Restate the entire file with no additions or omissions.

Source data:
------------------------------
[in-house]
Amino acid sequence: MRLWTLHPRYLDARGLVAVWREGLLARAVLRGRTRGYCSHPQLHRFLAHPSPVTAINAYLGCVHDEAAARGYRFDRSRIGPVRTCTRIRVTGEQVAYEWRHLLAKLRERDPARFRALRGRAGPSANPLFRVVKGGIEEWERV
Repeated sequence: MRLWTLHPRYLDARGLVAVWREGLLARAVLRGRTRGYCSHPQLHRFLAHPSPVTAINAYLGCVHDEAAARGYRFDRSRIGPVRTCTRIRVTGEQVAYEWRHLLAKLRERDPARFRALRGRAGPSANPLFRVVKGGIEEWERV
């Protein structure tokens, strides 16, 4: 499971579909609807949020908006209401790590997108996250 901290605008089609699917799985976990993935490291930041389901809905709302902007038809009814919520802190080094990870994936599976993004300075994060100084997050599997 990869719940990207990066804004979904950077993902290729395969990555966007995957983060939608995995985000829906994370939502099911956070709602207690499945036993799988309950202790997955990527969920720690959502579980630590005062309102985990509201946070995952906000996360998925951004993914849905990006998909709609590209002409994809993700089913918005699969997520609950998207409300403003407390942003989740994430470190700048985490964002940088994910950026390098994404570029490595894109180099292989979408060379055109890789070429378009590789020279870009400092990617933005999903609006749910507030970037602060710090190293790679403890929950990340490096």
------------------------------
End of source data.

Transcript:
[in-house]
Amino acid sequence: MRLWTLHPRYLDARGLVAVWREGLLARAVLRGRTRGYCSHPQLHRFLAHPSPVTAINAYLGCVHDEAAARGYRFDRSRIGPVRTCTRIRVTGEQVAYEWRHLLAKLRERDPARFRALRGRAGPSANPLFRVVKGGIEEWERV
Repeated sequence: MRLWTLHPRYLDARGLVAVWREGLLARAVLRGRTRGYCSHPQLHRFLAHPSPVTAINAYLGCVHDEAAARGYRFDRSRIGPVRTCTRIRVTGEQVAYEWRHLLAKLRERDPARFRALRGRAGPSANPLFRVVKGGIEEWERV
């Protein structure tokens, strides 16, 4: 499971579909609807949020908006209401790590997108996250 901290605008089609699917799985976990993935490291930041389901809905709302902007038809009814919520802190080094990870994936599976993004300075994060100084997050599997 990869719940990207990066804004979904950077993902290729395969990555966007995957983060939608995995985000829906994370939502099911956070709602207690499945036993799988309950202790997955990527969920720690959502579980630590005062309102985990509201946070995952906000996360998925951004993914849905990006998909709609590209002409994809993700089913918005699969997520609950998207409300403003407390942003989740994430470190700048985490964002940088994910950026390098994404570029490595894109180099292989979408060379055109890789070429378009590789020279870009400092990617933005999903609006749910507030970037602060710090190293790679403890929950990340490096």